Brazil – A beautiful country. Home to the beautiful game, not just this year, but all the time. But the beauty of the festival this year could be lost, or at least hidden, from because of outside forces causing problems in Brazil. Lots of things go into making a trip successful, or just having an enjoyable city to live in. Think about it? You want roads that are easy to travel, both easy to access and smooth to drive on. You want buildings that you feel comfortable walking into. You want to be able to maneuver through streets or buildings easily to get to work or to lunch, not having to wiggle and squirm between hundreds of people to get to each place. Brazil seems to be struggling to fulfill every one of these categories right now.
Maybe you have heard the mess that describes the stadium situation in Brazil. We are three months away from the day Brazil kicks off against Croatia and there is exactly three stadiums that are ready for play right now. The rush is on to get the other 9 stadiums up and operative in the next three months. But you hope it is done carefully and securely, so you can feel safe walking in there. The stadium in Sau Paulo, the one set to host the first game of the tournament, suffered a major setback when a crane fell and damaged the stadium, also killing three workers back in November.
Other reports from finished stadiums have complaints, as well. People complained about leaky bathrooms or long concession lines because of lack of concession stands. One other claimed he bought seats that weren’t installed in the stadium.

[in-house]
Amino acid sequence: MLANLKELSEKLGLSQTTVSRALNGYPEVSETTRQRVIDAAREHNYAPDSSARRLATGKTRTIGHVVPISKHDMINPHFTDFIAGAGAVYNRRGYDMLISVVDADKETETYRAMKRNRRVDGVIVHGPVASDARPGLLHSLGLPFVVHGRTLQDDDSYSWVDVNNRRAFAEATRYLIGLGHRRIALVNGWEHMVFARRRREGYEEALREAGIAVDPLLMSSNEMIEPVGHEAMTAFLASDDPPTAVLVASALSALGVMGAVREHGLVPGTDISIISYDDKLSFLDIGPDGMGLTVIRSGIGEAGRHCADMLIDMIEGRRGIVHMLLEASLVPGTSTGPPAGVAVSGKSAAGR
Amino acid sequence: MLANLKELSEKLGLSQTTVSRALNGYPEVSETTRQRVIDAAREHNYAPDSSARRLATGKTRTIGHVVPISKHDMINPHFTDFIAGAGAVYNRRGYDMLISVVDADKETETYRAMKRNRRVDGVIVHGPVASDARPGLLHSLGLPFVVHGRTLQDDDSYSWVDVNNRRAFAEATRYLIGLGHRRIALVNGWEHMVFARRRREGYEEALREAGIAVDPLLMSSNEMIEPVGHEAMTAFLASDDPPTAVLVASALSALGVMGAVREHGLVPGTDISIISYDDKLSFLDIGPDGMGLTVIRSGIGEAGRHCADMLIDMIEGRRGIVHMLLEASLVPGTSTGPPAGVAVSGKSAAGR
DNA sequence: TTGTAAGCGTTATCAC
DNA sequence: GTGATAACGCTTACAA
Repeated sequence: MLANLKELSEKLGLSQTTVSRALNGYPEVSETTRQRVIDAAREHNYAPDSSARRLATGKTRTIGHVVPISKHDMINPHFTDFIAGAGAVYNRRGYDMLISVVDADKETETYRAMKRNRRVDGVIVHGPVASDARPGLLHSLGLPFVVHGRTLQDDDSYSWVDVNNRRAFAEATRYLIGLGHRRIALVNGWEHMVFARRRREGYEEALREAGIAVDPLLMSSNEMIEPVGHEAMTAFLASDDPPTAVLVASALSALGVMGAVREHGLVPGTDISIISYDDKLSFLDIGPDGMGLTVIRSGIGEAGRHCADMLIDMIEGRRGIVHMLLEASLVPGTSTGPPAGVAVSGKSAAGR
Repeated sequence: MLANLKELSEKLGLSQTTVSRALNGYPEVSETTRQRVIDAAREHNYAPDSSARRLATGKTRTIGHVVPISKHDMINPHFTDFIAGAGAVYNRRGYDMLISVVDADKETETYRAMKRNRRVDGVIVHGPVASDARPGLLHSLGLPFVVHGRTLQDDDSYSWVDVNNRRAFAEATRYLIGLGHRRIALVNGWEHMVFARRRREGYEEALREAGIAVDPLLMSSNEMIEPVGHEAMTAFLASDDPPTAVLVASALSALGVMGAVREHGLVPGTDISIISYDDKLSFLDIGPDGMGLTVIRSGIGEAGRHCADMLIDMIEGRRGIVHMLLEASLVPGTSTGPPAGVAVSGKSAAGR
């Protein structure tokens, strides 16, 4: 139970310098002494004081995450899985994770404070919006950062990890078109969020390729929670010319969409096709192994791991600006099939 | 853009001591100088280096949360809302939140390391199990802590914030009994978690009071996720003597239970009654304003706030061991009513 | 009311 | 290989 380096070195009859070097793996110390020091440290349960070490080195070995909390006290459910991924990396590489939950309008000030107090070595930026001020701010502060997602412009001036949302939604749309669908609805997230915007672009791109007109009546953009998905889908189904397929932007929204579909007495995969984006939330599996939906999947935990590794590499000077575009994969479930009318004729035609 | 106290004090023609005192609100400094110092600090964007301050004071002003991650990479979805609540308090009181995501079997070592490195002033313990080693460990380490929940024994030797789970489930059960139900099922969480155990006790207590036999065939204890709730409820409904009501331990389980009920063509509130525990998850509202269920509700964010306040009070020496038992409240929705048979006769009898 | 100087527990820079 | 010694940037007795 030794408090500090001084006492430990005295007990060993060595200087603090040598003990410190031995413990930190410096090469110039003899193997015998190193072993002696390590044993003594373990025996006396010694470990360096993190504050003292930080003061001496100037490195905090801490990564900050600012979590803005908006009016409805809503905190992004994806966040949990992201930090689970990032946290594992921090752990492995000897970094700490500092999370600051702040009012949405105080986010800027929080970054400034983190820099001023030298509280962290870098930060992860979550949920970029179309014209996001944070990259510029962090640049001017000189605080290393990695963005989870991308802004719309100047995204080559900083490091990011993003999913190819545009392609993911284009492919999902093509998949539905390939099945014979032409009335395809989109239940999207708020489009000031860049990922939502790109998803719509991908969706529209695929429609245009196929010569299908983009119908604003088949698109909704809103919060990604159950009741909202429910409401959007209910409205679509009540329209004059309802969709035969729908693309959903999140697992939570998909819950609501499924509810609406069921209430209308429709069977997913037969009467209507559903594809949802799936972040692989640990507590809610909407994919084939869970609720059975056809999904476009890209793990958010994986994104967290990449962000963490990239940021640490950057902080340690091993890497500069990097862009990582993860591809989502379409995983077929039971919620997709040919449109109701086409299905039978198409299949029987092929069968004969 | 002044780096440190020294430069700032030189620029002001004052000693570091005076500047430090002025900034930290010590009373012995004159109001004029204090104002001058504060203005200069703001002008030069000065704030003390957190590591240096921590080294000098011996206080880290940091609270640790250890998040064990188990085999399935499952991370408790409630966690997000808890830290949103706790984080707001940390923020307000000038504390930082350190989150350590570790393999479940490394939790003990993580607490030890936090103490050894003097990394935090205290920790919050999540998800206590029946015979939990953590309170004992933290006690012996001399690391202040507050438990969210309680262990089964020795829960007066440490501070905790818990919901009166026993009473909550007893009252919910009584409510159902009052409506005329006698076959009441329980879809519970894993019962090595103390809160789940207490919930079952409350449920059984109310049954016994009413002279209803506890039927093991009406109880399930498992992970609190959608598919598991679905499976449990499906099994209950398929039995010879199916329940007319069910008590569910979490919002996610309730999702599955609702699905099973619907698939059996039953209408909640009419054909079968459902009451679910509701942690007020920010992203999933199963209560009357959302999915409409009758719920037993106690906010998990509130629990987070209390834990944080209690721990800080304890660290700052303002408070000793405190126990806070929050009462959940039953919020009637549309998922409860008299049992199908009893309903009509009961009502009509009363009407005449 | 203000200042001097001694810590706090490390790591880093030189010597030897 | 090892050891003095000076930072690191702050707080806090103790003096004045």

The other problem is the workers; many of whom have gone on strike at some point in this process, and could go on strike again at any minute. If that is the case, the project comes to an immediate halt and could possibly not resume again in time to finish the stadium in jeopardy.
FIFA president Sepp Blatter has blasted Brazil, more than once, for not being prepared for the upcoming World Cup. “For having so much time to prepare (7 years), no country has been so far behind in its preparations since I have been with FIFA,” Blatter said to a Swiss newspaper, 24 Heures.
All the stadiums are coming together, and I think they will finish on time, but there will be some long days here in the next few months. And all the stadiums are coming in over budget, which doesn’t please many people in Brazil. The estimated cost for all 12 stadiums in 2010 was around 2.2 billion dollars. Now the total is tallying more than $3.8 billion. For a country in turmoil, those numbers are not fun to look at.